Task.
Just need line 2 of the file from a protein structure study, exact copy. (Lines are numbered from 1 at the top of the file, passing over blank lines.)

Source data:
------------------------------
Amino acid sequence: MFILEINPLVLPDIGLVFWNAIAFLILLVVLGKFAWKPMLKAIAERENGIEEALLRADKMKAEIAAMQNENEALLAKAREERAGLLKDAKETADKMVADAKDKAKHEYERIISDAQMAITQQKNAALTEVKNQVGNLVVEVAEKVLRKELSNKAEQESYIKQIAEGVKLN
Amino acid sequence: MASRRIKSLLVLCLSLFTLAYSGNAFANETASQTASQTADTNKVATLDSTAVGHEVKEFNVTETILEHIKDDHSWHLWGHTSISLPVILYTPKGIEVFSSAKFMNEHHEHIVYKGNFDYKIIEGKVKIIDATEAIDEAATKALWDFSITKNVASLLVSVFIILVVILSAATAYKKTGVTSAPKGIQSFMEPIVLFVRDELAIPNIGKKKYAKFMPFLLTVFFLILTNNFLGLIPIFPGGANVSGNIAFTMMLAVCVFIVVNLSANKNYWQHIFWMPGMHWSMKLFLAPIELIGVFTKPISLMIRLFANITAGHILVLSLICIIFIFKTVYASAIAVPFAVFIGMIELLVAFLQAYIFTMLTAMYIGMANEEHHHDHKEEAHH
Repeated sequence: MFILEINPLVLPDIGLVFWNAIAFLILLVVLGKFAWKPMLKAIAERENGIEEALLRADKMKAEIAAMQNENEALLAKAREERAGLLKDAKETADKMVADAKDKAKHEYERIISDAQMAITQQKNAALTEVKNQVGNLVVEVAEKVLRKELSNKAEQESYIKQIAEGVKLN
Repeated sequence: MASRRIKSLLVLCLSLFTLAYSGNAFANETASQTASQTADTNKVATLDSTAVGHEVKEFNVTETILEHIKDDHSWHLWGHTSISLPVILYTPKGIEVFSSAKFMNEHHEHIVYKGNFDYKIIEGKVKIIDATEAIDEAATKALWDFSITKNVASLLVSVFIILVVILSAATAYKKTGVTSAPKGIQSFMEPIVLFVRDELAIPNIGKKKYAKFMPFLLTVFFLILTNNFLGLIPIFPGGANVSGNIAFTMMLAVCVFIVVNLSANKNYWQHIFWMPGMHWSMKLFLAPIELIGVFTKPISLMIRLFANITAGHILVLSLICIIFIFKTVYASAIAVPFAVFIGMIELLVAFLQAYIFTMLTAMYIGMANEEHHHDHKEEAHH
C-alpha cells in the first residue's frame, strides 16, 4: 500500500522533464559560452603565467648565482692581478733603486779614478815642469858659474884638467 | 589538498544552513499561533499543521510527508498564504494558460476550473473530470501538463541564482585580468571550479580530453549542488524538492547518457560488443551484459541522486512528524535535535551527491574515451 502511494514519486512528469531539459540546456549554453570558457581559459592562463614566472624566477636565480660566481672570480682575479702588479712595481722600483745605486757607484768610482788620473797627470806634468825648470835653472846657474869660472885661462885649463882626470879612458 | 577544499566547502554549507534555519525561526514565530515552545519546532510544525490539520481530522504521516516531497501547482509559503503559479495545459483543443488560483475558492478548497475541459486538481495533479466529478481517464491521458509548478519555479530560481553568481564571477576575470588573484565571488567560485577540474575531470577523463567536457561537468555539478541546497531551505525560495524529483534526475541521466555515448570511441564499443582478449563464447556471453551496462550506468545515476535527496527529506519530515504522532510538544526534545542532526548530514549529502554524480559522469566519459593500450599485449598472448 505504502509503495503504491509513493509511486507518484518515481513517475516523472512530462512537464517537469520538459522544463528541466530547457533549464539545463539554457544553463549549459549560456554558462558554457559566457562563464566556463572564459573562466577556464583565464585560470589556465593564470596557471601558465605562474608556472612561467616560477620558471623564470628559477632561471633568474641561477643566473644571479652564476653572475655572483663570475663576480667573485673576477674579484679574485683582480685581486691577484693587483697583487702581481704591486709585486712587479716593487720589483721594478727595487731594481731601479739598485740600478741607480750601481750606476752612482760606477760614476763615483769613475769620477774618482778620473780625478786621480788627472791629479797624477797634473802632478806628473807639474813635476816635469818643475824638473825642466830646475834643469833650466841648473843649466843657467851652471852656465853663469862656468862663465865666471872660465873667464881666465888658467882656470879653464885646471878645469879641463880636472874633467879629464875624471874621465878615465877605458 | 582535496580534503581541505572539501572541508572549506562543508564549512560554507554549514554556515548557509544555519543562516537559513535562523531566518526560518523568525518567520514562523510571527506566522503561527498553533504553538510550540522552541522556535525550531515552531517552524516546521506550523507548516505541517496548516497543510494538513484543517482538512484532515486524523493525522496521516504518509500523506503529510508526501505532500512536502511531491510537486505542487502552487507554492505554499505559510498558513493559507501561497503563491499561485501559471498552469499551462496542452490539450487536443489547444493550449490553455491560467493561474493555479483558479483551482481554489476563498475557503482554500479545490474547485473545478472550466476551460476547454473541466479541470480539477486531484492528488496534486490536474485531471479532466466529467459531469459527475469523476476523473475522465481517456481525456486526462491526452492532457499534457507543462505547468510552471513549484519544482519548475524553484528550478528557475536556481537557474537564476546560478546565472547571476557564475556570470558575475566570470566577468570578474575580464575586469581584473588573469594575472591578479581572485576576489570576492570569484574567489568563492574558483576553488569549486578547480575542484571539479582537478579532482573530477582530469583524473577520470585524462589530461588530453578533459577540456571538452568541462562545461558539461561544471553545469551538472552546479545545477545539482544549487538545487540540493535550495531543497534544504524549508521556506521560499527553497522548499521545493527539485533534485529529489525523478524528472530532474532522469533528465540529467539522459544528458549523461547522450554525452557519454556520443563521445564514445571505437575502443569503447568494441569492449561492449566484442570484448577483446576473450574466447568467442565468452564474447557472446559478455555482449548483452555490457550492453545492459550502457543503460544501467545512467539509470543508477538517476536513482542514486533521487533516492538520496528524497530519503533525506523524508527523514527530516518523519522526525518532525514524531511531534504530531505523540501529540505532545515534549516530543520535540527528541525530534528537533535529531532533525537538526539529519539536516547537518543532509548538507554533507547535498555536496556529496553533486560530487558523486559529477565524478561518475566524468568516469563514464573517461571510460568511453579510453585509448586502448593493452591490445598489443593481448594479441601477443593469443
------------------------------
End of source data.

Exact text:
Amino acid sequence: MASRRIKSLLVLCLSLFTLAYSGNAFANETASQTASQTADTNKVATLDSTAVGHEVKEFNVTETILEHIKDDHSWHLWGHTSISLPVILYTPKGIEVFSSAKFMNEHHEHIVYKGNFDYKIIEGKVKIIDATEAIDEAATKALWDFSITKNVASLLVSVFIILVVILSAATAYKKTGVTSAPKGIQSFMEPIVLFVRDELAIPNIGKKKYAKFMPFLLTVFFLILTNNFLGLIPIFPGGANVSGNIAFTMMLAVCVFIVVNLSANKNYWQHIFWMPGMHWSMKLFLAPIELIGVFTKPISLMIRLFANITAGHILVLSLICIIFIFKTVYASAIAVPFAVFIGMIELLVAFLQAYIFTMLTAMYIGMANEEHHHDHKEEAHH